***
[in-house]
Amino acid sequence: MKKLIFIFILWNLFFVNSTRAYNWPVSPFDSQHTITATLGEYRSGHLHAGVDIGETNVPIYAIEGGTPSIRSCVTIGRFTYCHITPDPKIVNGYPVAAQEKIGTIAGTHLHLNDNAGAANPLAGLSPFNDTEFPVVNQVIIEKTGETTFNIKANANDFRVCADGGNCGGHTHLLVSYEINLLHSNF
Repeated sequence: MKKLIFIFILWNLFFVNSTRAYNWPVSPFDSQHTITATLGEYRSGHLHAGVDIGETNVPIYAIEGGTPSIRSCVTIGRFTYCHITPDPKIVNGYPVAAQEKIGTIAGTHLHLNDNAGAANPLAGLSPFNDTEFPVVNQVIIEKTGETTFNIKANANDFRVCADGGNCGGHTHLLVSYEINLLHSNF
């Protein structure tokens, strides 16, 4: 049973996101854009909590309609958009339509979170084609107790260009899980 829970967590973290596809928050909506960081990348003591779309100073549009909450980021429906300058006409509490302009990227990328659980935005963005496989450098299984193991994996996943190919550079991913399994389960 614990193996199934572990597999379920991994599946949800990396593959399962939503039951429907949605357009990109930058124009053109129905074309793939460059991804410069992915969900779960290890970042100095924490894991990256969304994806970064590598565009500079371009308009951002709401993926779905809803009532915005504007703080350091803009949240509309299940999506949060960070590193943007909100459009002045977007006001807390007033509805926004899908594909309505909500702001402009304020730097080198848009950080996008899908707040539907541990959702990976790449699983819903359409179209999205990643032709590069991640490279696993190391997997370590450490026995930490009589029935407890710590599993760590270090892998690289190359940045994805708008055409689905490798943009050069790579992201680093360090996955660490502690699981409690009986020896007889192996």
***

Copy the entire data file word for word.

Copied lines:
[in-house]
Amino acid sequence: MKKLIFIFILWNLFFVNSTRAYNWPVSPFDSQHTITATLGEYRSGHLHAGVDIGETNVPIYAIEGGTPSIRSCVTIGRFTYCHITPDPKIVNGYPVAAQEKIGTIAGTHLHLNDNAGAANPLAGLSPFNDTEFPVVNQVIIEKTGETTFNIKANANDFRVCADGGNCGGHTHLLVSYEINLLHSNF
Repeated sequence: MKKLIFIFILWNLFFVNSTRAYNWPVSPFDSQHTITATLGEYRSGHLHAGVDIGETNVPIYAIEGGTPSIRSCVTIGRFTYCHITPDPKIVNGYPVAAQEKIGTIAGTHLHLNDNAGAANPLAGLSPFNDTEFPVVNQVIIEKTGETTFNIKANANDFRVCADGGNCGGHTHLLVSYEINLLHSNF
């Protein structure tokens, strides 16, 4: 049973996101854009909590309609958009339509979170084609107790260009899980 829970967590973290596809928050909506960081990348003591779309100073549009909450980021429906300058006409509490302009990227990328659980935005963005496989450098299984193991994996996943190919550079991913399994389960 614990193996199934572990597999379920991994599946949800990396593959399962939503039951429907949605357009990109930058124009053109129905074309793939460059991804410069992915969900779960290890970042100095924490894991990256969304994806970064590598565009500079371009308009951002709401993926779905809803009532915005504007703080350091803009949240509309299940999506949060960070590193943007909100459009002045977007006001807390007033509805926004899908594909309505909500702001402009304020730097080198848009950080996008899908707040539907541990959702990976790449699983819903359409179209999205990643032709590069991640490279696993190391997997370590450490026995930490009589029935407890710590599993760590270090892998690289190359940045994805708008055409689905490798943009050069790579992201680093360090996955660490502690699981409690009986020896007889192996």